Business Today

Lessons from Tata Nano for Reliance Jio

Over the years, Nano's sales have gone through several dips and surges. At its peak, the previous version of Nano - the current version is GenX Nano - hit sales of 10,475 units in March 2012. In recent years, sales have been going only southwards.

twitter-logo Manu Kaushik        Last Updated: September 10, 2016  | 14:49 IST
Lessons from Tata Nano for Reliance Jio

Manu Kaushik, Associate Editor, Business Today
In April, about three months prior to its launch, Tata Motors started taking pre-launch orders for its much-hyped Nano, the world's cheapest car that was priced at Rs 1 lakh. Some people booked the car thinking that they would sell it in the black market for a premium, expecting a huge demand-supply mismatch in the months after the launch. But that never happened.

A similar story seems to be playing out in the telecom sector, where Reliance Jio has taken the country by storm. There are long queues at Reliance Digital stores to buy new connections. The waiting period is long because there are fewer SIM cards on sale than the demand from users. Those who cannot wait are buying SIMs in the black market for Rs 500-1,000. The pull, of course, is the world's cheapest data plans and free voice calling for lifetime.

Soon after its launch, Nano ran into a series of problems, including incidents of the car catching fire on more than one occasion. The experience with Jio is also far from seamless till now. People who are given connections are facing issues with activating them. Those who have got it activated are not able to make calls because of major connectivity issues. The only saving grace seems to be data, which is working fine in most locations. 

In his launch speech, Reliance Industries Chairman Mukesh Ambani had grudged the lack of support from incumbent telecom operators. He mentioned that Jio customers suffered from 5 crore call failures to other networks in just one week due to insufficient interconnectivity capacity. If this continues for long, it would lead to irreversible damage to the users' perception.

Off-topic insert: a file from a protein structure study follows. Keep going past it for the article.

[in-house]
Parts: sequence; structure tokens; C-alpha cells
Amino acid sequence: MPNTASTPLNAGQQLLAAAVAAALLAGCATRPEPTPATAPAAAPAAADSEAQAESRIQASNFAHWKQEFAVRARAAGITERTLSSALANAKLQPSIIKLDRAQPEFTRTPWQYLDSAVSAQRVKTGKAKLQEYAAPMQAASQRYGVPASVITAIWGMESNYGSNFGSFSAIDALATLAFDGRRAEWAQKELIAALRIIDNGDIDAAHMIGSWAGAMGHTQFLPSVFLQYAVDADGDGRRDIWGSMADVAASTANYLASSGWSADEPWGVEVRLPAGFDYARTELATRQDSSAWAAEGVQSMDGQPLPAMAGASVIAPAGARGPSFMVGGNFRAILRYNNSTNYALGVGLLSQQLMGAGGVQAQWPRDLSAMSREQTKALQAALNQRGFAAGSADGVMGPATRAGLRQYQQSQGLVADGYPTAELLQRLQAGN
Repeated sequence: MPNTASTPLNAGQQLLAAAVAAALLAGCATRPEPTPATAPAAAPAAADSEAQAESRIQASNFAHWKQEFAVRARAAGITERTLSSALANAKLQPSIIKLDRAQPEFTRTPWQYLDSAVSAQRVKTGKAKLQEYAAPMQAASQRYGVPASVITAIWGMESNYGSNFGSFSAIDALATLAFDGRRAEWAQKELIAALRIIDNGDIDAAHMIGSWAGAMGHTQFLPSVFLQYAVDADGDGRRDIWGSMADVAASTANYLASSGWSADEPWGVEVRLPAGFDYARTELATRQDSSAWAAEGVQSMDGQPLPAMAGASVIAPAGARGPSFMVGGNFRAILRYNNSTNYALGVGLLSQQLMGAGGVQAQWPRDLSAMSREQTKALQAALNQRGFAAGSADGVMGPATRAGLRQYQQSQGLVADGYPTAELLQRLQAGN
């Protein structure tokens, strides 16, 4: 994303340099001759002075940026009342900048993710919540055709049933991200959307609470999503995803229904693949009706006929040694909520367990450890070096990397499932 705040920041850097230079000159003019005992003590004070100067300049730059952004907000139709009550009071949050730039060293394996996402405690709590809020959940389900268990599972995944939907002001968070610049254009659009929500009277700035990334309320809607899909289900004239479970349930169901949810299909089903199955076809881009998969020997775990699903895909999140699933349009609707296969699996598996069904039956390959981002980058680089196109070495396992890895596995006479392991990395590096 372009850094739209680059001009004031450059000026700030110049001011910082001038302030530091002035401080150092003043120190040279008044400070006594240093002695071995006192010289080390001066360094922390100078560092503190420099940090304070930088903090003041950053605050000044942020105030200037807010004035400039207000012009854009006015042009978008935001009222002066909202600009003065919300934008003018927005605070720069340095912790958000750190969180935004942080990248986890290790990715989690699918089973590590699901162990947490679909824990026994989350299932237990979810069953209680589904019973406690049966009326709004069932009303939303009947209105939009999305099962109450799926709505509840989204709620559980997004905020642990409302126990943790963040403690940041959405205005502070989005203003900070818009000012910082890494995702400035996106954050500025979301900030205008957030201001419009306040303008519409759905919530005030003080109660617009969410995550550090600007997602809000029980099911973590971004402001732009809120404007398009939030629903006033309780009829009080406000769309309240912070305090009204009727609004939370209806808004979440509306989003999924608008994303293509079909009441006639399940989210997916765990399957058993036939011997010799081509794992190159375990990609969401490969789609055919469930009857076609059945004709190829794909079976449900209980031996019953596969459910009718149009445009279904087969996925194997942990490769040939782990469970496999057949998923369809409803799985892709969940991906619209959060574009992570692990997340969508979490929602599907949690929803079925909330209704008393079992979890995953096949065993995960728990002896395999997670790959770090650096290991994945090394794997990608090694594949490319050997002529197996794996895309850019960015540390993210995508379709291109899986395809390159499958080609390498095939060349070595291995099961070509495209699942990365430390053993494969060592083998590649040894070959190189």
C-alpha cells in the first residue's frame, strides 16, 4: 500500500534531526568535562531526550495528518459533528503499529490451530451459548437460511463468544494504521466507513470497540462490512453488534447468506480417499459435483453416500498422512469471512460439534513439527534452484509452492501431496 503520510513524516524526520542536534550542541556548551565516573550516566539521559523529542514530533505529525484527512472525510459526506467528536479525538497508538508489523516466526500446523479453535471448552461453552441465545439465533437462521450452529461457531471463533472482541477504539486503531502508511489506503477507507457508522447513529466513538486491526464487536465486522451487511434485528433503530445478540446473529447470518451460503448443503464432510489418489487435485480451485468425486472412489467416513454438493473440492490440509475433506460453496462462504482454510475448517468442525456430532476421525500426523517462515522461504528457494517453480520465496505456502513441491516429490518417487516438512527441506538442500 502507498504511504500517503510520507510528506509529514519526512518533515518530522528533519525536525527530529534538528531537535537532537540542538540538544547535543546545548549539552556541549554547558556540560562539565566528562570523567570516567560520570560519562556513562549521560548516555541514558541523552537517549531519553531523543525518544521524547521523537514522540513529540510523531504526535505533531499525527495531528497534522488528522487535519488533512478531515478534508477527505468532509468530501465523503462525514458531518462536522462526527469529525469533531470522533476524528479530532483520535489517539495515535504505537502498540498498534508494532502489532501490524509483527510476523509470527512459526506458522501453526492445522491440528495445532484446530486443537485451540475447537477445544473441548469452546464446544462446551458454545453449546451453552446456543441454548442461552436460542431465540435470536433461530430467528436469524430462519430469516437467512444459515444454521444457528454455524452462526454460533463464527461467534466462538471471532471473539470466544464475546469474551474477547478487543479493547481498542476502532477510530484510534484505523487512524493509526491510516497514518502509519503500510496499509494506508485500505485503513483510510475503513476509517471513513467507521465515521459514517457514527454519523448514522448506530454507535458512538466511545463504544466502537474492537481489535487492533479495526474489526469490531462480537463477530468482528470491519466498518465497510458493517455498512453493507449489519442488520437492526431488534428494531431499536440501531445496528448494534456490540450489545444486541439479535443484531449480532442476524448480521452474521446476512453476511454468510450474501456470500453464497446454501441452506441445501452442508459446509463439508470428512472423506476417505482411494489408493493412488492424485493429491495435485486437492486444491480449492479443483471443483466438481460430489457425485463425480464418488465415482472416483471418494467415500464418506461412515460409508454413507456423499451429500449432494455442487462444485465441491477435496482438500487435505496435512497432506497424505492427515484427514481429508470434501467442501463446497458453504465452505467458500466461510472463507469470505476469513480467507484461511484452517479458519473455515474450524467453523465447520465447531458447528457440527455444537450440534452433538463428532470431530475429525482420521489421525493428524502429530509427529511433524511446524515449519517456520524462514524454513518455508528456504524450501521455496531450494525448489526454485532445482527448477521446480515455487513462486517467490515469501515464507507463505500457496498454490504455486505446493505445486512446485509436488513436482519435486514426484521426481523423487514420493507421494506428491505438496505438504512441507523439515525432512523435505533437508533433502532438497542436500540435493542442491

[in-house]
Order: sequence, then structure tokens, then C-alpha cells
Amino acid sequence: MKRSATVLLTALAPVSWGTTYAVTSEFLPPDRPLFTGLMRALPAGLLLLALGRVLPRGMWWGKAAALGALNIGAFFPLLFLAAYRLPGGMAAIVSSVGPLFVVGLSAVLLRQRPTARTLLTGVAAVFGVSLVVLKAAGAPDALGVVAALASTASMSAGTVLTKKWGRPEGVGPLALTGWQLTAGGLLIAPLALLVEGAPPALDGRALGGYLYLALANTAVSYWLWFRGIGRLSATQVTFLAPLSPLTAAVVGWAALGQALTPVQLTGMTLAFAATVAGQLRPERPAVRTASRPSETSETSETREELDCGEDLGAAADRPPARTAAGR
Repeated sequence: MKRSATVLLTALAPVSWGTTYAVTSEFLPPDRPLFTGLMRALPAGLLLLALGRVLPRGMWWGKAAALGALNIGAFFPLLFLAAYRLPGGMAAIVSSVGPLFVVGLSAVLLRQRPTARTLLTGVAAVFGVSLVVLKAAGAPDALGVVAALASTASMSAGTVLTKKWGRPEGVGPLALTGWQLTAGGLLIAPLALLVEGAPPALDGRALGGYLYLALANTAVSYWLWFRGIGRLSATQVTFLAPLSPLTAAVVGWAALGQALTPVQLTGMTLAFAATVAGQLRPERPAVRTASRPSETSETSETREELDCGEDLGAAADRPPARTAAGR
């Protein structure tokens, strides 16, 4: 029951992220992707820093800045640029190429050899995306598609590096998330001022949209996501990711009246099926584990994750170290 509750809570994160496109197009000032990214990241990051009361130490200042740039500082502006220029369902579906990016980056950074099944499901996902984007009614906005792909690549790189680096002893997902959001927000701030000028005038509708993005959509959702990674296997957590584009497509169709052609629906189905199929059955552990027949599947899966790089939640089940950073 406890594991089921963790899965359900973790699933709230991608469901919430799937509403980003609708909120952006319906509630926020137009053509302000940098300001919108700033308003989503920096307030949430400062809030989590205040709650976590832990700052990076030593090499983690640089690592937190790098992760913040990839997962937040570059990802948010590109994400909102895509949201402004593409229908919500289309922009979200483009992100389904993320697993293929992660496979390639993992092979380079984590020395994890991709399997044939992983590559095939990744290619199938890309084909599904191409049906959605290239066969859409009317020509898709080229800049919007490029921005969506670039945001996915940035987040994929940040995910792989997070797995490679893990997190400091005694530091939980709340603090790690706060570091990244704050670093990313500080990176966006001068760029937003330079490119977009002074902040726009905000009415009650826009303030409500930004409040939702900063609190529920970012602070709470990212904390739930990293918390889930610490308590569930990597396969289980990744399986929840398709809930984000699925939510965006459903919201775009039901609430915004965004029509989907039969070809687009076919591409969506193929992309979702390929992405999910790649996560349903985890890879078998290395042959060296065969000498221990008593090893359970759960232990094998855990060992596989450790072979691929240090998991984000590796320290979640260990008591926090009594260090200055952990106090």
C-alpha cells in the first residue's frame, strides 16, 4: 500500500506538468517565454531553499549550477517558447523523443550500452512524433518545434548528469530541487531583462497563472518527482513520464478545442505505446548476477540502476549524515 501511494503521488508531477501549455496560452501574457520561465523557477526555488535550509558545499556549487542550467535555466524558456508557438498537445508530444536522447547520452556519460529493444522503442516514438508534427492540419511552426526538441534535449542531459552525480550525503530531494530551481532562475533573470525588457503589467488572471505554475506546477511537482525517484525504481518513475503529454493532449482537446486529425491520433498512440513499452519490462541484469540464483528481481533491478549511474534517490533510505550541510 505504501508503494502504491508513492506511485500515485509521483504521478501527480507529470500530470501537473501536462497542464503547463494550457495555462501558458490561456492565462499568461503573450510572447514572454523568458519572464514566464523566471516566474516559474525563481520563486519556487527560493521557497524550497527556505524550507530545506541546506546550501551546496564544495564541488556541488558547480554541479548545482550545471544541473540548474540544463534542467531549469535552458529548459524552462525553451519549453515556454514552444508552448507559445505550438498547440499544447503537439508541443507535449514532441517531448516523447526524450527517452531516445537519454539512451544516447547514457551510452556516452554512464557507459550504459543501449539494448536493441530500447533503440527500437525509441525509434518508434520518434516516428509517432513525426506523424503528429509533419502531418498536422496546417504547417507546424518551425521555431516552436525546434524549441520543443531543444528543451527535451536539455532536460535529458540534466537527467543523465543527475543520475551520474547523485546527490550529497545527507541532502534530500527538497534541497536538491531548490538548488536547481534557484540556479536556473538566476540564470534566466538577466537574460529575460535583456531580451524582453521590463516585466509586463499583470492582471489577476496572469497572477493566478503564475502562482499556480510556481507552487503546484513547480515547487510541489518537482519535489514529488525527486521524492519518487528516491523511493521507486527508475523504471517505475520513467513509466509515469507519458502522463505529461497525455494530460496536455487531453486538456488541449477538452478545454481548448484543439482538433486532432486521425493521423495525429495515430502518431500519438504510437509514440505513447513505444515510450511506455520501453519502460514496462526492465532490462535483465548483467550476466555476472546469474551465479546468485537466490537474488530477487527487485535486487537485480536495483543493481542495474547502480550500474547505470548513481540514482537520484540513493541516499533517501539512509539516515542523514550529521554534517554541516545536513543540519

Over the years, Nano's sales have gone through several dips and surges. At its peak, the previous version of Nano - the current version is GenX Nano - hit sales of 10,475 units in March 2012. In recent years, sales have been going only southwards. For instance, the sales in July 2016 stood at a dismal 701 units compared to 2,120 units in July 2015 even though the base variant of the car still costs Rs 2.06 lakh, the lowest ex-showroom price for any car in the country. The slightly-higher priced Renault Kwid had sold 9,897 units in July this year.

Reliance Jio has set for itself a target of 100 million customers in the shortest possible time. Earlier, there were reports that it targets to reach 100 million subscribers in one year. Let's assume that the shortest possible time is one year. That translates into selling a whopping 273,000 connections every day, or about 8.22 million connections a month. That looks daunting because with their established retail and distribution network, the top six telcos - Bharti Airtel, Vodafone India, Idea Cellular, Aircel, Telenor and MTNL - could add just 2.1 million subscribers this July. Bharti Airtel alone could add just 1.07 million in July, which is roughly one-eighth of Jio's target.

In the case of Nano, only 100,000 cars were sold at Rs 1 lakh, the price at which the car was supposed to be sold, as was thought by its Tata Sons' chairman emeritus Ratan Tata. The later models were priced much higher. The consumers don't have to pay anything to use Jio's services for now. Its welcome offer gives unlimited access to its bouquet of services till December 31, 2016. Experts say that more clarity on tariffs is likely to emerge after this largesse ends. Like any other business, Jio's profitability will be keenly watched by market analysts. With its aggressive pricing, Jio's financial performance is expected to be under duress.
 

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